• Direct PLUS loans made to students
  • Direct Consolidation Loans that do not include (Direct or FFEL) PLUS loans made to parents
  • Your maximum monthly payments will be 10 percent of discretionary income.
  • Payments are recalculated each year and are based on your updated income and family size.
  • If you’re married, your spouse’s income or loan debt will be considered only if you file a joint tax return.
  • Any outstanding balance on your loan will be forgiven if you haven’t repaid your loan in full after 20 years.

 

  • You must be a new borrower on or after Oct. 1, 2007, and must have received a disbursement of a Direct Loan on or after Oct. 1, 2011.
  • You must have a high debt relative to your income.
  • Your monthly payment will never be more than the 10-year Standard Plan amount.
  • You’ll pay more over time than under the 10-year Standard Plan.
  • You may have to pay income tax on any amount that is forgiven.
  • Good option for those seeking Public Service Loan Forgiveness (PSLF).
Income-Based Repayment Plan (IBR)

 

  • Direct Subsidized and Unsubsidized Loans
  • Subsidized and Unsubsidized Federal Stafford Loans
  • all PLUS loans made to students
  • Consolidation Loans  (Direct or FFEL) that do not include  Direct or FFEL PLUS loans made to parents
  • Your monthly payments will be 10 or 15 percent of discretionary income.
  • Payments are recalculated each year and are based on your updated income and family size.
  • If you’re married, your spouse’s income or loan debt will be considered only if you file a joint tax return.
  • Any outstanding balance on your loan will be forgiven if you haven’t repaid your loan in full after 20 or 25 years.
  • You may have to pay income tax on any amount that is forgiven.
  • You must have a high debt relative to your income.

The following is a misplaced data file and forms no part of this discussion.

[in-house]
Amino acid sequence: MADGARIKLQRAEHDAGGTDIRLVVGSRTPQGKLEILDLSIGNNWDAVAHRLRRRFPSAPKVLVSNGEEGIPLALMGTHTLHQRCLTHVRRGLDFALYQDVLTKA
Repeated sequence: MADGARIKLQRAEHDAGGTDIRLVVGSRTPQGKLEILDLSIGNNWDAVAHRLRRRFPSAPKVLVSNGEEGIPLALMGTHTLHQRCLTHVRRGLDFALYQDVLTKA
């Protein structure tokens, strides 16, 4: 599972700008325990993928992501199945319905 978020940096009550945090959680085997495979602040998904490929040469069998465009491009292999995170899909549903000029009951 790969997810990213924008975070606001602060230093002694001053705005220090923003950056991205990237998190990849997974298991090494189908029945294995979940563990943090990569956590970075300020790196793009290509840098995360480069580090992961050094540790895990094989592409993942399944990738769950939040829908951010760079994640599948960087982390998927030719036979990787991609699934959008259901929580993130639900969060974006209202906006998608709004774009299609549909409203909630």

• Your monthly payment will never be more than the 10-year Standard Plan amount.
  • You’ll pay more over time than under the 10-year Standard Plan.
  • Good option for those seeking Public Service Loan Forgiveness (PSLF).
Income-Contingent Repayment Plan (ICR)
  • Direct Subsidized and Unsubsidized Loans
  • Direct PLUS Loans made to students
  • Direct Consolidation Loans
  • Your monthly payment will be the lesser of
    •  20 percent of discretionary income, or
    • the amount you would pay on a repayment plan with a fixed payment over 12 years, adjusted according to your income.
  • Payments are recalculated each year and are based on your updated income, family size, and the total amount of your Direct Loans.
  • If you’re married, your spouse’s income or loan debt will be considered only if you file a joint tax return or you choose to repay your Direct Loans jointly with your spouse.
  • Any outstanding balance will be forgiven if you haven’t repaid your loan in full after 25 years.
  • Any Direct Loan borrower with an eligible loan type may choose this plan.
  • Your monthly payment can be more than the 10-year Standard Plan amount.
  • You may have to pay income tax on the amount that is forgiven.
  • Good option for those seeking Public Service Loan Forgiveness (PSLF).
  • Parent borrowers can access this plan by consolidating their Parent PLUS Loans into a Direct Consolidation Loan.

 

Income-Sensitive Repayment Plan
  • Subsidized and Unsubsidized Federal Stafford Loans
  • FFEL PLUS Loans
  • FFEL Consolidation Loans
Your monthly payment is based on annual income.

Up to 15 years.

  • You’ll pay more over time than under the 10-year Standard Plan.
  • The formula for determining the monthly payment amount can vary from lender to lender.

The National Institutes of Health (NIH) offers programs to repay student loans for young researchers pursuing careers in specific areas of research. These programs are typically very competitive. Current requirements state that the recipient must commit at least two years conducting qualified research funded by a domestic nonprofit organization or U.S. federal, state, or local government entity. NIH may repay up to $35,000 of your qualified student loan debt per year, including most undergraduate, graduate and medical school loans. Visit www.lrp.nih.gov  for more information on these programs.